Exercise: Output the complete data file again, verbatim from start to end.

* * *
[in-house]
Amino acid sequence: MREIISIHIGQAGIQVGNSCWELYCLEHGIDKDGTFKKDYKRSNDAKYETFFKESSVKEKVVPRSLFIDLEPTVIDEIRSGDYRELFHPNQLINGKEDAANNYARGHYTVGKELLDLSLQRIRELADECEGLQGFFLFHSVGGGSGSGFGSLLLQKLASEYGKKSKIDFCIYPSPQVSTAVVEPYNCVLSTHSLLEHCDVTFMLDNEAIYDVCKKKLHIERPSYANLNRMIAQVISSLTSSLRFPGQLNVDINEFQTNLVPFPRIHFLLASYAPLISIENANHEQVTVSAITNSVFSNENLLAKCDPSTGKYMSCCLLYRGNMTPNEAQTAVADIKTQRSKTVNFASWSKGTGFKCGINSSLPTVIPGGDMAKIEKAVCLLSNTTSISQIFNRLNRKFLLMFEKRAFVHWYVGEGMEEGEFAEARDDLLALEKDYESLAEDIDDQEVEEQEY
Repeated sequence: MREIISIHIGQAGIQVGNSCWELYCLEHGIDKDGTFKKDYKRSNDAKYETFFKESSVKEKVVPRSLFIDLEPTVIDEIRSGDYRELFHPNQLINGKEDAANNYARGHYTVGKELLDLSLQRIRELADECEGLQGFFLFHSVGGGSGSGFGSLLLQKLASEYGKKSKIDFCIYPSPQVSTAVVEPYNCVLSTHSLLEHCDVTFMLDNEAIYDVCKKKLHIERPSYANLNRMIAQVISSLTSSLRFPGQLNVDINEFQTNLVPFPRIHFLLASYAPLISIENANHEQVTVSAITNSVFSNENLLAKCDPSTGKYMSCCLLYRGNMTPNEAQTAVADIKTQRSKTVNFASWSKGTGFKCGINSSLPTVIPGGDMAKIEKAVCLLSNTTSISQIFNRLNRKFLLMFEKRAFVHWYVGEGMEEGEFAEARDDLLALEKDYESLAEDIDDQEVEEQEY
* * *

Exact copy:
[in-house]
Amino acid sequence: MREIISIHIGQAGIQVGNSCWELYCLEHGIDKDGTFKKDYKRSNDAKYETFFKESSVKEKVVPRSLFIDLEPTVIDEIRSGDYRELFHPNQLINGKEDAANNYARGHYTVGKELLDLSLQRIRELADECEGLQGFFLFHSVGGGSGSGFGSLLLQKLASEYGKKSKIDFCIYPSPQVSTAVVEPYNCVLSTHSLLEHCDVTFMLDNEAIYDVCKKKLHIERPSYANLNRMIAQVISSLTSSLRFPGQLNVDINEFQTNLVPFPRIHFLLASYAPLISIENANHEQVTVSAITNSVFSNENLLAKCDPSTGKYMSCCLLYRGNMTPNEAQTAVADIKTQRSKTVNFASWSKGTGFKCGINSSLPTVIPGGDMAKIEKAVCLLSNTTSISQIFNRLNRKFLLMFEKRAFVHWYVGEGMEEGEFAEARDDLLALEKDYESLAEDIDDQEVEEQEY
Repeated sequence: MREIISIHIGQAGIQVGNSCWELYCLEHGIDKDGTFKKDYKRSNDAKYETFFKESSVKEKVVPRSLFIDLEPTVIDEIRSGDYRELFHPNQLINGKEDAANNYARGHYTVGKELLDLSLQRIRELADECEGLQGFFLFHSVGGGSGSGFGSLLLQKLASEYGKKSKIDFCIYPSPQVSTAVVEPYNCVLSTHSLLEHCDVTFMLDNEAIYDVCKKKLHIERPSYANLNRMIAQVISSLTSSLRFPGQLNVDINEFQTNLVPFPRIHFLLASYAPLISIENANHEQVTVSAITNSVFSNENLLAKCDPSTGKYMSCCLLYRGNMTPNEAQTAVADIKTQRSKTVNFASWSKGTGFKCGINSSLPTVIPGGDMAKIEKAVCLLSNTTSISQIFNRLNRKFLLMFEKRAFVHWYVGEGMEEGEFAEARDDLLALEKDYESLAEDIDDQEVEEQEY